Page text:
Over the past several years, use of synthetic drugs — especially synthetic marijuana — has been on the rise. Even though 40 states, including Texas, banned synthetic marijuana, recent news on synthetic drugs shows that there is no sign that teens intend to stop using it. As a result, in March 2011, the Drug Enforcement Administration (DEA) moved to ban the chemicals for making synthetic marijuana for at least one year. Now the House and Senate are in the process of making synthetic marijuana use a federal crime. The House passed a ban late last year on a 317 to 98 vote, while Senate passage is currently being blocked by Senator Rand Paul (R-Kentucky). With so much activity surrounding synthetic marijuana, it is worth taking a look at what it is, how it started, and whether it is worth such alarm.
Synthetic marijuana goes by multiple names, including K2 and Spice. It first appeared in gas stations across the United States in 2006, being sold as tea, incense, or herbs. Although manufacturers claim that synthetic marijuana consists of medicinal herbs that combine to create a “mild” hallucinatory effect, studies show that the herbs are actually sprayed with chemicals to create the effect similar to marijuana. It is likely that synthetic marijuana came into being because its manufacturers thought it could skirt prohibition laws by posing as something natural and even healthy.
However, evidence is mounting that synthetic marijuana is far worse than ordinary marijuana. While marijuana remains in your system for a relatively short amount of time, the effects of K2 or Spice remain in your brain and organs longer. Marijuana combined with alcohol has a very mild effect, while synthetic marijuana combined with alcohol can make people extremely ill. Some side effects of synthetic marijuana that you would not find in ordinary marijuana include vomiting, seizures, and trouble breathing. In the first 10 months of 2011, poison control centers handled 5,741 calls about synthetic marijuana, nearly double the calls received in 2010. Worst of all, synthetic marijuana has been linked to psychosis (while the psychosis effect of marijuana remains inconclusive) and suicidal thoughts.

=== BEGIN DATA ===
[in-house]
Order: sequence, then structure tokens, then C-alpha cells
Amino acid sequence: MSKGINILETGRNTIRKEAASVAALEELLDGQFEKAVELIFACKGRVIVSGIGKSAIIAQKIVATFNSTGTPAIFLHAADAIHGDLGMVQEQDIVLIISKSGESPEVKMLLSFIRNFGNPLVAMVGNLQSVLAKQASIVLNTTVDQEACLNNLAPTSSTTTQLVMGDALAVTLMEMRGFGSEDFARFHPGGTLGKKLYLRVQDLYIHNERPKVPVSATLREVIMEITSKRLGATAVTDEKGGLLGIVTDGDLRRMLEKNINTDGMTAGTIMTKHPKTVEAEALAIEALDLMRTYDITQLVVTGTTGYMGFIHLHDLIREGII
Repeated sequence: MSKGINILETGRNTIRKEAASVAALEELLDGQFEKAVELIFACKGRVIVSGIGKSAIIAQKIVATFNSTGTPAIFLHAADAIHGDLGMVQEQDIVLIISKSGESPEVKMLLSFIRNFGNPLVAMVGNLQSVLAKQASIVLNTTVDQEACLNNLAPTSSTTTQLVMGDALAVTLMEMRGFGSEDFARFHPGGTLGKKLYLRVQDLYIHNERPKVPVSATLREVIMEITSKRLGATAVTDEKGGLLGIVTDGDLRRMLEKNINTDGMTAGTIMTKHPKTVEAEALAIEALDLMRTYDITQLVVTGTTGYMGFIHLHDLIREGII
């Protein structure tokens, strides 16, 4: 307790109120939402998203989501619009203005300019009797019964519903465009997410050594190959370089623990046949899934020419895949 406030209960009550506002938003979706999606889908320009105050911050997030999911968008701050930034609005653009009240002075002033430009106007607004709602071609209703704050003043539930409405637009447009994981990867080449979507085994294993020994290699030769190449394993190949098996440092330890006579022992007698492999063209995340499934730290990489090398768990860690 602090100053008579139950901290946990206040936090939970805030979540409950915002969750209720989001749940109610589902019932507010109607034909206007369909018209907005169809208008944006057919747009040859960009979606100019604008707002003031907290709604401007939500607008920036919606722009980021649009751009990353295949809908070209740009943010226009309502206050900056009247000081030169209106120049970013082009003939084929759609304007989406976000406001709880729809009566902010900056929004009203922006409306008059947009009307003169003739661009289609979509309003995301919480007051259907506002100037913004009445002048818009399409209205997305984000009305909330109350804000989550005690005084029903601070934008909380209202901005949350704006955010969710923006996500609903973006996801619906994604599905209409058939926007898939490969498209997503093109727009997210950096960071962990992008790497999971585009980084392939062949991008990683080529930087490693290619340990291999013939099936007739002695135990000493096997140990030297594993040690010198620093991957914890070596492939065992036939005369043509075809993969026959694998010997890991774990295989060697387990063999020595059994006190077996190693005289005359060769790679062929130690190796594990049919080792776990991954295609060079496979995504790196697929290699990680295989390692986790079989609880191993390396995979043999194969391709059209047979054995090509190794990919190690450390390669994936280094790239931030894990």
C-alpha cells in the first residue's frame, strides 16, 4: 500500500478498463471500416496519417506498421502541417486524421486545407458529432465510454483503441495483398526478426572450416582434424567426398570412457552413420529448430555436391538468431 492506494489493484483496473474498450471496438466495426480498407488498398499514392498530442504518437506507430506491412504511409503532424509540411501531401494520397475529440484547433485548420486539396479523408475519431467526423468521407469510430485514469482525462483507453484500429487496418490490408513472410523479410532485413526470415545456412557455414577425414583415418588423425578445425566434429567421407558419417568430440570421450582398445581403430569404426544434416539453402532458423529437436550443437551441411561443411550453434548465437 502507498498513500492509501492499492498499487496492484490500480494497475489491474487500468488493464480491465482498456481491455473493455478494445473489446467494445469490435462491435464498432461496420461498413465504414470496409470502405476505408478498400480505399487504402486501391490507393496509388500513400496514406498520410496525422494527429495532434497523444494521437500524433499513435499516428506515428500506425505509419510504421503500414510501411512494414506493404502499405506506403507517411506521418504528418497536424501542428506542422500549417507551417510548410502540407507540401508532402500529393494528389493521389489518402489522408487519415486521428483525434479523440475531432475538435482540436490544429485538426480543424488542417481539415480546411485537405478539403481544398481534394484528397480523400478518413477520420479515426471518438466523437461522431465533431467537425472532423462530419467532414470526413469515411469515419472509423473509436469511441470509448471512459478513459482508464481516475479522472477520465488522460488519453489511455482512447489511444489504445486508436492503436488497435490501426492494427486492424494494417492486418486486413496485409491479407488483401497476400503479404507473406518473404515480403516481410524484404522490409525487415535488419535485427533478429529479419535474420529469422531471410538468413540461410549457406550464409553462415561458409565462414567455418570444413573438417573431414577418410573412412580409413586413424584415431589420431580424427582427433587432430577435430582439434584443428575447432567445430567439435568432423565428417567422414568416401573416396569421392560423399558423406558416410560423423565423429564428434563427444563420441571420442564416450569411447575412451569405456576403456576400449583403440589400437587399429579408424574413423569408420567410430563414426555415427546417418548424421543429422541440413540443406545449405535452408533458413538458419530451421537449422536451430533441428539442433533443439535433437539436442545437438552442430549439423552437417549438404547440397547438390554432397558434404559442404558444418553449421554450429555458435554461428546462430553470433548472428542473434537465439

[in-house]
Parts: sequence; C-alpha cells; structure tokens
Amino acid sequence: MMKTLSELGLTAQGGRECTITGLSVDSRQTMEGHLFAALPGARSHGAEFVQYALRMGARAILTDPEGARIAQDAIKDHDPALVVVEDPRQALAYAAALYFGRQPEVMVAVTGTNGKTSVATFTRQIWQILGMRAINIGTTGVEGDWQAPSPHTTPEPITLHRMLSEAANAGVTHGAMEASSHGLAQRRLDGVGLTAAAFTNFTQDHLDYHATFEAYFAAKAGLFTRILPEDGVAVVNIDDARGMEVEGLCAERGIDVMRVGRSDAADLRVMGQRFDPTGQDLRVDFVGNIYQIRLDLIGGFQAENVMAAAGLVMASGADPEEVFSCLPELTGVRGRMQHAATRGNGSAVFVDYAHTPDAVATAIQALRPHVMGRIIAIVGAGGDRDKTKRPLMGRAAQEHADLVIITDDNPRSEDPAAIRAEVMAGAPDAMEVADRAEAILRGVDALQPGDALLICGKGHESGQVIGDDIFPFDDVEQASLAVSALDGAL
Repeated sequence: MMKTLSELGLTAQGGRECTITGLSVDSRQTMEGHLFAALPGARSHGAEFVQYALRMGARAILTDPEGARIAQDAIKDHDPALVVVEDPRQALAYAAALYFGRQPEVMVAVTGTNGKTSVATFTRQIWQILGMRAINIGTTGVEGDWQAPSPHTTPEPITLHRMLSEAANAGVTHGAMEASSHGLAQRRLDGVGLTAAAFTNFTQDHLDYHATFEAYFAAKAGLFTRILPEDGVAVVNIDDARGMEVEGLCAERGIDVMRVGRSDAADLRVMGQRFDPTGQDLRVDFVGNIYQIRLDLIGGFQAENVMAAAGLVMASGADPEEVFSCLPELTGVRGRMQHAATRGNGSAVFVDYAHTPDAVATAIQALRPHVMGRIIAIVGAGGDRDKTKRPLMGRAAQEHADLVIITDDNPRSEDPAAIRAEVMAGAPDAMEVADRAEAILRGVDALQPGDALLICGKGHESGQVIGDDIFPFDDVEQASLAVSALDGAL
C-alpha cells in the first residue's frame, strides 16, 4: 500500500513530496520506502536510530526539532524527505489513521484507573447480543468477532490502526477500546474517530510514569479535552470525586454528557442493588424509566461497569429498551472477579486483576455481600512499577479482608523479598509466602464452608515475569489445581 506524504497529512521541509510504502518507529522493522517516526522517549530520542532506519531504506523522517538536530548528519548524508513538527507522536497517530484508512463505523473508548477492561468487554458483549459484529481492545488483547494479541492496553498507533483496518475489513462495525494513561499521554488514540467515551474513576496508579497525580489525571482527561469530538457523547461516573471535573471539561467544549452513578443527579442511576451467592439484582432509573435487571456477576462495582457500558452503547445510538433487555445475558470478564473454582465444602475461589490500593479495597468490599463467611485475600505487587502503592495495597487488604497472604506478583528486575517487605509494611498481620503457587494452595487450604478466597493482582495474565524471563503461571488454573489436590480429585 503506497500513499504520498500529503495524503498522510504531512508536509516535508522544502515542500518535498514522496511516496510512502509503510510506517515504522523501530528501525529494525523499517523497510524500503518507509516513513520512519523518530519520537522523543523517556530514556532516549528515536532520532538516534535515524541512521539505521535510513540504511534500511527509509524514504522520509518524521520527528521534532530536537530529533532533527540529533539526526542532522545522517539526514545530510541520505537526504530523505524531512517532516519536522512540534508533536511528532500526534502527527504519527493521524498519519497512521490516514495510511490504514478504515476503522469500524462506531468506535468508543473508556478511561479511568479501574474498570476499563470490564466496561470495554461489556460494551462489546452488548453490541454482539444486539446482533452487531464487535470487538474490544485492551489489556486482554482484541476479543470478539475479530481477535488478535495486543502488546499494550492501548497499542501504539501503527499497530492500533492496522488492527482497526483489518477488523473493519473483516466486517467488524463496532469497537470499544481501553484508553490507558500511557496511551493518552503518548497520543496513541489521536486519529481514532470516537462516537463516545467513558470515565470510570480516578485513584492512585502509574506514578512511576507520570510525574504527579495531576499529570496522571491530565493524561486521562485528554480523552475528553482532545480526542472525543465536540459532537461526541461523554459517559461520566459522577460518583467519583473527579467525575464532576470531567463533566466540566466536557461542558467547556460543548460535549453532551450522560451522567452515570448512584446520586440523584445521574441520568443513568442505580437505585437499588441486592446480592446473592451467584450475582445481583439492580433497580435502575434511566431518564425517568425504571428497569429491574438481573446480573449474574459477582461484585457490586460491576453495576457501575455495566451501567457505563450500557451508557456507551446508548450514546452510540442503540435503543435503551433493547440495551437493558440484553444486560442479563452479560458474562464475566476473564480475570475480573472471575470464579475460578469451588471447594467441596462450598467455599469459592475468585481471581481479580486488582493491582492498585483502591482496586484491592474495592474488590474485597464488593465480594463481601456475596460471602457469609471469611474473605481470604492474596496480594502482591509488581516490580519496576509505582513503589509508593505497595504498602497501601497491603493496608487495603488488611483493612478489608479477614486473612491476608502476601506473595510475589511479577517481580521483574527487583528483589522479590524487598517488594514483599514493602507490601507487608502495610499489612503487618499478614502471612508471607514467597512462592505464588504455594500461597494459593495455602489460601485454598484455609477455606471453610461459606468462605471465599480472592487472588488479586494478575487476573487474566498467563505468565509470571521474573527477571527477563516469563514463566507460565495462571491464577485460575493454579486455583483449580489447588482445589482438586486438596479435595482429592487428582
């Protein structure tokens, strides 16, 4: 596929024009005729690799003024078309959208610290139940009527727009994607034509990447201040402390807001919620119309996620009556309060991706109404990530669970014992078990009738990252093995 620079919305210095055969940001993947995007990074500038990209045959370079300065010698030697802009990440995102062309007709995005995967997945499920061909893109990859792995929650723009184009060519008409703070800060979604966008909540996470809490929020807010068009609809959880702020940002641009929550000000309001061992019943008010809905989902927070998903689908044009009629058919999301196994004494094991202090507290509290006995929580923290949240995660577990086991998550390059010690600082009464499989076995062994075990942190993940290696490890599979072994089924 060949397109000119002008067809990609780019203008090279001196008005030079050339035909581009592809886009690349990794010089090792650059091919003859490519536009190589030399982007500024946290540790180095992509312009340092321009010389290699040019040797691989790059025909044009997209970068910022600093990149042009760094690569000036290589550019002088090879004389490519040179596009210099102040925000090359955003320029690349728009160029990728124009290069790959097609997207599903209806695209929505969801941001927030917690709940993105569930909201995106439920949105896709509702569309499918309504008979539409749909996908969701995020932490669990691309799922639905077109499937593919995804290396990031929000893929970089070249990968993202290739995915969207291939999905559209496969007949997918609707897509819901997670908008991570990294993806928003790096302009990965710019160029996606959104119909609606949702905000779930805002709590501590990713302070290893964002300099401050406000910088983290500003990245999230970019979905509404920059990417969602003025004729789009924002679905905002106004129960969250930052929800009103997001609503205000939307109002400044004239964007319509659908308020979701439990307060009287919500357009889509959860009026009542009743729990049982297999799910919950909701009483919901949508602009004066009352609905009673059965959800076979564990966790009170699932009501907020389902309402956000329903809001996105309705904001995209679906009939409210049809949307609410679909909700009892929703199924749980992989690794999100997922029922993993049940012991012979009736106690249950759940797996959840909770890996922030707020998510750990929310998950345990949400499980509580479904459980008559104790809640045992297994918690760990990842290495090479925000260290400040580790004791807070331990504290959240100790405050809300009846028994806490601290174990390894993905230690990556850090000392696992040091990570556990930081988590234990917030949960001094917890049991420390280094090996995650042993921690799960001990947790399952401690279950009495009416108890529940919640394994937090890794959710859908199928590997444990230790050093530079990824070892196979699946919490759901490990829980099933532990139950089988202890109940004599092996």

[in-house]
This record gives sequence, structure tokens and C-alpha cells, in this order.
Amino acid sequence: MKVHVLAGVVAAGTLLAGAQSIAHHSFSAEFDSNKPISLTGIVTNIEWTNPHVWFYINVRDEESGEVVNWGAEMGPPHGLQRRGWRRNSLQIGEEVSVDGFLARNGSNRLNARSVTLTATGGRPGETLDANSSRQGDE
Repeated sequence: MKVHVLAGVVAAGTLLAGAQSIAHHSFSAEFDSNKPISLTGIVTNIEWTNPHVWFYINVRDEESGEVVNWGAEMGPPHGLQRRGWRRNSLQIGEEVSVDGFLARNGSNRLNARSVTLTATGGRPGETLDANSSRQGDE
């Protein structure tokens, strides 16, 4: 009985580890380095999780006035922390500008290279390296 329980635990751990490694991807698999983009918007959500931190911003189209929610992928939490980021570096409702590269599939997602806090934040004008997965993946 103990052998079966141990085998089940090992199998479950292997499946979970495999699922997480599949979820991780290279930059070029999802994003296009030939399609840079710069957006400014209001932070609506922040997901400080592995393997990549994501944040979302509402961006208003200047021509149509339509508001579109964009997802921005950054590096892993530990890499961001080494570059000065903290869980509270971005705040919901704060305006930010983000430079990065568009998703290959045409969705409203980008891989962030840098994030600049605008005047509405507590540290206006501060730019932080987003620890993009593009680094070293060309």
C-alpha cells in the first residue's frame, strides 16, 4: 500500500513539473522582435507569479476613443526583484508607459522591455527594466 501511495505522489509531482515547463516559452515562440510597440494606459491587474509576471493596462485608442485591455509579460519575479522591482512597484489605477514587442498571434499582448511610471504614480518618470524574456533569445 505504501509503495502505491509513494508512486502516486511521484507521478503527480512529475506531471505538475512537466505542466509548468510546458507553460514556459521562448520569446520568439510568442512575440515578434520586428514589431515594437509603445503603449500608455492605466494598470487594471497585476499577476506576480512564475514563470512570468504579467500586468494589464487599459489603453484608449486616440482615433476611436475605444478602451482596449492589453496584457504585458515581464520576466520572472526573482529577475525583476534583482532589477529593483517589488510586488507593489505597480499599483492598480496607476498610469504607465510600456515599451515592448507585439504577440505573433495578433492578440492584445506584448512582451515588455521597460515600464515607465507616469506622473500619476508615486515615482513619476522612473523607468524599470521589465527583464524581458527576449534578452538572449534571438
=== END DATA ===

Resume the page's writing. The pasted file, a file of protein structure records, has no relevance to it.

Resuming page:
Since synthetic marijuana only became popular six years ago, its long-term effects remain unknown. Still, it is safe to conclude that all of the concern about synthetic marijuana is warranted. Even so, lawmakers need to move cautiously in banning the substance nationwide. Senator Paul and other Senators raised a valid concern that a new law could interfere with legitimate pharmaceutical research, as well as send plenty of otherwise law-abiding users to prison. Federal criminal defense attorneys already have their hands full defending cases of regular marijuana use, let alone cases of synthetic marijuana use.
Also, even if certain synthetic marijuana compounds are banned (which seems inevitable) on the federal level, there will always be experimentation to arrive at new compounds that create the hallucinatory effects of marijuana. Meanwhile, this entire situation just highlights how inoffensive ordinary marijuana is by comparison. It makes one wonder if the best solution wouldn’t just be to legalize marijuana, which would automatically make all of these synthetic drug combinations irrelevant.